She wrote about the debate in her Guardian column on Monday. At the end of her piece she argued that “the charge is: you are too rich to take a view; you are too privileged to take a stand. And the rebuttal is: I may be doing all right but I want to live in a better one”.

And she is right. It’s refreshing to hear her state that lots of privileged rich white people want the opportunity to leave the world a better place (I assume that applies to Tories too?) but let’s be honest, politics (and I do include political commentating) is not exactly short of those super clever, nice, well-meaning folk.

It would be nice if we could acknowledge that we could do with inviting a few different people and voices to join the debate, or at least notice the fact that they’re not in the room. Or at the very least not dismiss diversity as a distraction.

I found Zoe’s reaction depressing. And I don't think I’m that sensitive. I get called all kinds of things on social media. A Tory bitch. Ugly. A spokesperson for Jeremy Corbyn. Ugly. A Muslim (yes – that’s now a stand alone insult). Last week I got called a coconut (old school). That I only get “allowed” on telly because I’m a brown woman etc etc. But I never imagined I would be dismissed by a Labour person and a Guardian columnist for pointing out that we were in an all white room while having a discussion about opening up politics.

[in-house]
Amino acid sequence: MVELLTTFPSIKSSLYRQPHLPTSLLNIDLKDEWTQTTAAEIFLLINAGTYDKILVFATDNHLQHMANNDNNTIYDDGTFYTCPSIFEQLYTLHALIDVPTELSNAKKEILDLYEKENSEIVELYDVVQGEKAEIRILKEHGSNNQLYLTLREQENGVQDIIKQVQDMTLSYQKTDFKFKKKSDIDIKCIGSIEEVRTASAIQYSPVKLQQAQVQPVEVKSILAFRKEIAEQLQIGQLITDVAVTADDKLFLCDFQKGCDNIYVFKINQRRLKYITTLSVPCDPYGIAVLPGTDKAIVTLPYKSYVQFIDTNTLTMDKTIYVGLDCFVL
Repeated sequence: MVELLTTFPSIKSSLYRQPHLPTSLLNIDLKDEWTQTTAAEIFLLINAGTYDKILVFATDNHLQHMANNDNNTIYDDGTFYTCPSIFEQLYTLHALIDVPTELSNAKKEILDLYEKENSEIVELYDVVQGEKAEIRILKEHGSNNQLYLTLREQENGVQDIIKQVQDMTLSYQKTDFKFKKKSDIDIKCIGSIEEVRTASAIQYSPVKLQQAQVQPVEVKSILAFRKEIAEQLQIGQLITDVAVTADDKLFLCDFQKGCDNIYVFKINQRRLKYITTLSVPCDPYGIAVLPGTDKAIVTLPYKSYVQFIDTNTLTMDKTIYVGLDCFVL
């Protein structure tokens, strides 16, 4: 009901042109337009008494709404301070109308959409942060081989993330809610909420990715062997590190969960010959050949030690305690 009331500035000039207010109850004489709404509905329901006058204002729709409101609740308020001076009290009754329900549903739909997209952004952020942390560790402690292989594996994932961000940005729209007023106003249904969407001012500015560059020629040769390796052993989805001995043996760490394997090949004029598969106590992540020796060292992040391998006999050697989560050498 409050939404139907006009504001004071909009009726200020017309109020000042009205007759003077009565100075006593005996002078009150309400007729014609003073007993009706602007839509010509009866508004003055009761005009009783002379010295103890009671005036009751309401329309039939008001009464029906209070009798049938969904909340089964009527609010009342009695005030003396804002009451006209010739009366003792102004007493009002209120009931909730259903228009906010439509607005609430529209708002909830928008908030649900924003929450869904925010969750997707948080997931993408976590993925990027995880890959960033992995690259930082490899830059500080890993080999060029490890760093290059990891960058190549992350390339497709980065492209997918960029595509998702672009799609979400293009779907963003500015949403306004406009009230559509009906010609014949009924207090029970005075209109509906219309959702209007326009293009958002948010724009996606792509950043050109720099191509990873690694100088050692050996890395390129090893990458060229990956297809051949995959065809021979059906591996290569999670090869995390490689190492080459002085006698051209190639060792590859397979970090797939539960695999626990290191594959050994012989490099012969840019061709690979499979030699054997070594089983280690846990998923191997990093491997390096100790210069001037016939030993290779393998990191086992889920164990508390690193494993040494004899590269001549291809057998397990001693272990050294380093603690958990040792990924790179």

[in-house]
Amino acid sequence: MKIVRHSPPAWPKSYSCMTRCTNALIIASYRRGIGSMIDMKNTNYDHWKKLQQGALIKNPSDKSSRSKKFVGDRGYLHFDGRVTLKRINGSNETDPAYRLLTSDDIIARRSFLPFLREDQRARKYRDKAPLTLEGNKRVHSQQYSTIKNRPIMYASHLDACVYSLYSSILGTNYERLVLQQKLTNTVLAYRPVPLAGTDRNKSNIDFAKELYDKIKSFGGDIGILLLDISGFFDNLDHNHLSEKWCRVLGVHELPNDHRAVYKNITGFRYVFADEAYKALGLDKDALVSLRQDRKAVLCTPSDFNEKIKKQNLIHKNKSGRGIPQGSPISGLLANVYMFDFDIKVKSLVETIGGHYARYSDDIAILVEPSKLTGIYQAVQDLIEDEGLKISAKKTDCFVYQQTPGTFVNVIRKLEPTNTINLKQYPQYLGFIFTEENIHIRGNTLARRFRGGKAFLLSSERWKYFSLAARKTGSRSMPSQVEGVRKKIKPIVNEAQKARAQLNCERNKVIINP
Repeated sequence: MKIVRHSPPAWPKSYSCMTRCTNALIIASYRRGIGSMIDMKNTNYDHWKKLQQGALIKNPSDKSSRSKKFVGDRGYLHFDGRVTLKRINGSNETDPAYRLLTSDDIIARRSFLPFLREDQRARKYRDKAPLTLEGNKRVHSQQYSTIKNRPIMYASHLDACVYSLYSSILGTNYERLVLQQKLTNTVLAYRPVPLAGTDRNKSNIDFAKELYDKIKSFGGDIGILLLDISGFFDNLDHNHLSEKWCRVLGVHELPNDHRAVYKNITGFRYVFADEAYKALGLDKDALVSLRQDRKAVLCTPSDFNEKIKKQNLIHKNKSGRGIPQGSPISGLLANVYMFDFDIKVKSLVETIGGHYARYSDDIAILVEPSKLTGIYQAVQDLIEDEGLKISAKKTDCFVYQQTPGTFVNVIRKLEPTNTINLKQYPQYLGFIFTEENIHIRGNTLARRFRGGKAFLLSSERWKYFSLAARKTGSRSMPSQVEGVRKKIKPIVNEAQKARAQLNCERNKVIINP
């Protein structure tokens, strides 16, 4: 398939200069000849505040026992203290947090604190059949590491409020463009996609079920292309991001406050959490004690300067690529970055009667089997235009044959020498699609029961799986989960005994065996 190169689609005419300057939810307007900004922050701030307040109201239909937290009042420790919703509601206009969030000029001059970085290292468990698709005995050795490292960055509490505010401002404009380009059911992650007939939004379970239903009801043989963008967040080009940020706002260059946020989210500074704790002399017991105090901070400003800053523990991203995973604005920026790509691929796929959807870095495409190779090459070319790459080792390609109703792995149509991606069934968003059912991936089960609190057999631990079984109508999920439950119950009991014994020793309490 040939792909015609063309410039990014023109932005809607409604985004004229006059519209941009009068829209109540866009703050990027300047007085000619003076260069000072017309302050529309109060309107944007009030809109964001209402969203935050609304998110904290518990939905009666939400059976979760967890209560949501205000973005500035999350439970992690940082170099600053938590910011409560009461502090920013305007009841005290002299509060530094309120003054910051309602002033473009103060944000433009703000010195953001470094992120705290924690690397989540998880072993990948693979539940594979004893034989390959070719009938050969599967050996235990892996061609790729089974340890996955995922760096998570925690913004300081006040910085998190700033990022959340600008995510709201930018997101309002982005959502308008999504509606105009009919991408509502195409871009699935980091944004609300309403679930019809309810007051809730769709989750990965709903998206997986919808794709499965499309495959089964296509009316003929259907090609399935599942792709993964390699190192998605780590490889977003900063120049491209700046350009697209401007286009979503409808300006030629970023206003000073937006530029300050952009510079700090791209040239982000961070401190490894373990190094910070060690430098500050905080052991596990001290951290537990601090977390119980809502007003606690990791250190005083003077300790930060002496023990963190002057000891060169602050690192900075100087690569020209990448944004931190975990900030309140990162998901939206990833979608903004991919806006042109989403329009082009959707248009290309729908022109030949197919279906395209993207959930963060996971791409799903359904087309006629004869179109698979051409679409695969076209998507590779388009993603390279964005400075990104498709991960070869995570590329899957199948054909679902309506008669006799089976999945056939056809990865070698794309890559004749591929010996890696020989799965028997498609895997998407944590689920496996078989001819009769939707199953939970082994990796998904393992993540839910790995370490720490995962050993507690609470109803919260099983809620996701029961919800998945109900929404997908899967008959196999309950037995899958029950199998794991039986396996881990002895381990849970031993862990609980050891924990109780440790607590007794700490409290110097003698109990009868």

Disagree with me on the electability of Jeremy Corbyn, but please don’t dismiss my concerns about diversity as a distraction. Not only do I hate my mother being proved right, but if we can’t be bothered to open up the new politics to different communities then we not only harm our electability, we harm our democracy and betray our basic Labour values of equality. 

Ayesha Hazarika is a former special adviser to Harriet Harman